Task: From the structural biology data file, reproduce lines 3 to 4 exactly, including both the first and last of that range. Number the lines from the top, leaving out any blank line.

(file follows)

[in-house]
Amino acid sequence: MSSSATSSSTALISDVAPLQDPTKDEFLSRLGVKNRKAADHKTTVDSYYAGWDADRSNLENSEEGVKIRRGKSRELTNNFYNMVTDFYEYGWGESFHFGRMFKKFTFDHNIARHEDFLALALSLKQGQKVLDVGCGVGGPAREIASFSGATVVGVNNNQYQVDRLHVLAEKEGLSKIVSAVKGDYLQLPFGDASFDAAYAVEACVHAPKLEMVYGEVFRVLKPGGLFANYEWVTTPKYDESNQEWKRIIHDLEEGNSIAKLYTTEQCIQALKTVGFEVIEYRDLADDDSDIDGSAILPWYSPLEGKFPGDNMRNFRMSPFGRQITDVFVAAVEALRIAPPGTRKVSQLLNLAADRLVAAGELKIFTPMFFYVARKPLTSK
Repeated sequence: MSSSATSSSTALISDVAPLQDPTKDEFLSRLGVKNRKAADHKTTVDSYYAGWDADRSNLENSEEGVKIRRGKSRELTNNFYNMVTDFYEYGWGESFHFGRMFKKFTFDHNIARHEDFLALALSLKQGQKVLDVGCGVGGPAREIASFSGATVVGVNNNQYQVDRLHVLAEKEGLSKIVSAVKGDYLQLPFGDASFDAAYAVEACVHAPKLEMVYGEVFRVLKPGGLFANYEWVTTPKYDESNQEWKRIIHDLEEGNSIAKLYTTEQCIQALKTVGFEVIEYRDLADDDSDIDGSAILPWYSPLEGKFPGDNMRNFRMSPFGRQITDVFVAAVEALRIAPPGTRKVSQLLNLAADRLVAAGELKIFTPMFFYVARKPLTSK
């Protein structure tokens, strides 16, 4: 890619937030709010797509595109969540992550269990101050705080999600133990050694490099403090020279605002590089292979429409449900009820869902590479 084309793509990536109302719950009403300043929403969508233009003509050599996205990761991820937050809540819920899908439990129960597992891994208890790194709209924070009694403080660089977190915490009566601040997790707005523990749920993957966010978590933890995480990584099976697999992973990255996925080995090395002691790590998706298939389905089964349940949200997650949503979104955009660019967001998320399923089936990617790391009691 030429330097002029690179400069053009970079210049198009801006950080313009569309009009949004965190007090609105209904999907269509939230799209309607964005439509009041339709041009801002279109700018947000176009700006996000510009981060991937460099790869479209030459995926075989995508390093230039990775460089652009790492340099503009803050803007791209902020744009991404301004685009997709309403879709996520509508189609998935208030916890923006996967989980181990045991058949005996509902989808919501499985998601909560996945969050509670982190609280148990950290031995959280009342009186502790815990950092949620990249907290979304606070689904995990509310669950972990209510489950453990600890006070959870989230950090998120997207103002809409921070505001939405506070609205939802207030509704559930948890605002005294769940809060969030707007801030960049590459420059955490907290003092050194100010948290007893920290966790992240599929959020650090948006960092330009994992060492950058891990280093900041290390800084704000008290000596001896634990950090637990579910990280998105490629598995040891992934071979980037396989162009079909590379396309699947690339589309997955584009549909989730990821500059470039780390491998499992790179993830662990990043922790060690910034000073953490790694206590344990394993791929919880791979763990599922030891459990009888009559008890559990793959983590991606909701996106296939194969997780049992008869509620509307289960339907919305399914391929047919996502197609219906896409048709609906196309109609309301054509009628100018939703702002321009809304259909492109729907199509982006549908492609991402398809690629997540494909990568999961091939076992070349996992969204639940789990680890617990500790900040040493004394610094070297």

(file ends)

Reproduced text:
Repeated sequence: MSSSATSSSTALISDVAPLQDPTKDEFLSRLGVKNRKAADHKTTVDSYYAGWDADRSNLENSEEGVKIRRGKSRELTNNFYNMVTDFYEYGWGESFHFGRMFKKFTFDHNIARHEDFLALALSLKQGQKVLDVGCGVGGPAREIASFSGATVVGVNNNQYQVDRLHVLAEKEGLSKIVSAVKGDYLQLPFGDASFDAAYAVEACVHAPKLEMVYGEVFRVLKPGGLFANYEWVTTPKYDESNQEWKRIIHDLEEGNSIAKLYTTEQCIQALKTVGFEVIEYRDLADDDSDIDGSAILPWYSPLEGKFPGDNMRNFRMSPFGRQITDVFVAAVEALRIAPPGTRKVSQLLNLAADRLVAAGELKIFTPMFFYVARKPLTSK
């Protein structure tokens, strides 16, 4: 890619937030709010797509595109969540992550269990101050705080999600133990050694490099403090020279605002590089292979429409449900009820869902590479 084309793509990536109302719950009403300043929403969508233009003509050599996205990761991820937050809540819920899908439990129960597992891994208890790194709209924070009694403080660089977190915490009566601040997790707005523990749920993957966010978590933890995480990584099976697999992973990255996925080995090395002691790590998706298939389905089964349940949200997650949503979104955009660019967001998320399923089936990617790391009691 030429330097002029690179400069053009970079210049198009801006950080313009569309009009949004965190007090609105209904999907269509939230799209309607964005439509009041339709041009801002279109700018947000176009700006996000510009981060991937460099790869479209030459995926075989995508390093230039990775460089652009790492340099503009803050803007791209902020744009991404301004685009997709309403879709996520509508189609998935208030916890923006996967989980181990045991058949005996509902989808919501499985998601909560996945969050509670982190609280148990950290031995959280009342009186502790815990950092949620990249907290979304606070689904995990509310669950972990209510489950453990600890006070959870989230950090998120997207103002809409921070505001939405506070609205939802207030509704559930948890605002005294769940809060969030707007801030960049590459420059955490907290003092050194100010948290007893920290966790992240599929959020650090948006960092330009994992060492950058891990280093900041290390800084704000008290000596001896634990950090637990579910990280998105490629598995040891992934071979980037396989162009079909590379396309699947690339589309997955584009549909989730990821500059470039780390491998499992790179993830662990990043922790060690910034000073953490790694206590344990394993791929919880791979763990599922030891459990009888009559008890559990793959983590991606909701996106296939194969997780049992008869509620509307289960339907919305399914391929047919996502197609219906896409048709609906196309109609309301054509009628100018939703702002321009809304259909492109729907199509982006549908492609991402398809690629997540494909990568999961091939076992070349996992969204639940789990680890617990500790900040040493004394610094070297």